The Secret to Closing Sales Is in Knowing What Your Prospect Wants

closing sales involves knowing what your prospect wants

Do You Know What You’re Really Selling?

As I addressed in the previous post, much of your success as a salesperson will hinge on an effective sales starter. Contrary to the popular belief, there is no skill in closing sales – it’s all about creating a great opening.  Your opening should quickly establish rapport with the prospect by engaging in brief pleasantries. But, you should also gauge how to make the best use of their time. Help them see that you value your time together.  You’ll find substantial part of creating that value is understanding what your prospect really wants and why they want it.

Get to The Heart of Your Prospect’s Why

Once you’ve established how much time you have together, and you’ve made an impact statement that has captured their attention, it’s time to remember why you’re there and what you are really trying to sell. Remember, your prospects will want to cut to the chase. So, get to the why and how.

Many salespeople fail to realize they are not truly selling their product or service. They are selling the product of their product, or the service of their service.  For instance, when somebody wants to refinance their house, they actually don’t want to refinance their house. They want to be able to pay their bills, build a porch on the back of the house, take a vacation, or pay for their kid’s tuition.

The point is, you must see things from your prospect’s perspective. You must also understand how having your product or service will impact their world. If you can understand what they want and why do they want it, you will walk away with the sale.

A Lesson on Closing Sales from Benjamin Franklin

In April of 1755, Ben Franklin was commissioned by General Braddock to secure 150 wagons, with four horses on each wagon. The General wanted them for what proved to be an ill-fated expedition against Fort Duquesne.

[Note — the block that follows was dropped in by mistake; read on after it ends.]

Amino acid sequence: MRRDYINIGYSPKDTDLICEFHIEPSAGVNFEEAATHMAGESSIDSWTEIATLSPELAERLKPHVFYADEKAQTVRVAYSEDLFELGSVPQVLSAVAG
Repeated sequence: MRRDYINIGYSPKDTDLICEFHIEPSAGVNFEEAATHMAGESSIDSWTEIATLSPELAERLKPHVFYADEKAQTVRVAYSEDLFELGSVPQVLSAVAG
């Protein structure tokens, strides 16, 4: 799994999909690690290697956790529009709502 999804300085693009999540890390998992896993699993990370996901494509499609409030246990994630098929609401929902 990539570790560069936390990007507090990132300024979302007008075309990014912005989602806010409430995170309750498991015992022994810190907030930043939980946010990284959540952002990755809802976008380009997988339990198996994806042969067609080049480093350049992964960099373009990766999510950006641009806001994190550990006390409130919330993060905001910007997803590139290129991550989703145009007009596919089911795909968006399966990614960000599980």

Franklin went to Lancaster and on April 26, 1755, published an advertisement. The purpose of the ad was to get farmers interested in supplying the required wagons.

What did the ad contain?

One single paragraph about what Braddock wanted, and six numbered paragraphs about what the farmers would get.

Being the excellent salesperson that he was, Franklin told the farmers how they would benefit from the transaction.

Franklin comments in his autobiography on the great and sudden effect it produced. He goes further and says, “In three weeks, 150 wagons with 259 carrying horses were on their march for the camp.”

Now, suppose instead of focusing on what the farmers were getting and arousing the interest of the farmers, Franklin focused on what Braddock wanted. Unfortunately, this is the action most salespeople take all the time. Incidentally, Braddock had tried to do this before in Maryland, taking a “we want wagons or else” approach. The net result, Franklin wrote, was only twenty-five wagons, some not in serviceable condition, showed up.

Connecting is what we do, whether it is through social media, direct face-to-face interaction, phone interaction, or any other means. When you finally make that connection, it’s up to you to look through the lens of your prospect and see the situation from their perspective. If you do, you’ll have a higher degree of success and an easier time closing sales.

You’ll find more sales strategies for executing your sales process in Lance Tyson’s book, Selling Is An Away Game: Close Business and Compete in a Complex World. Get your copy today!

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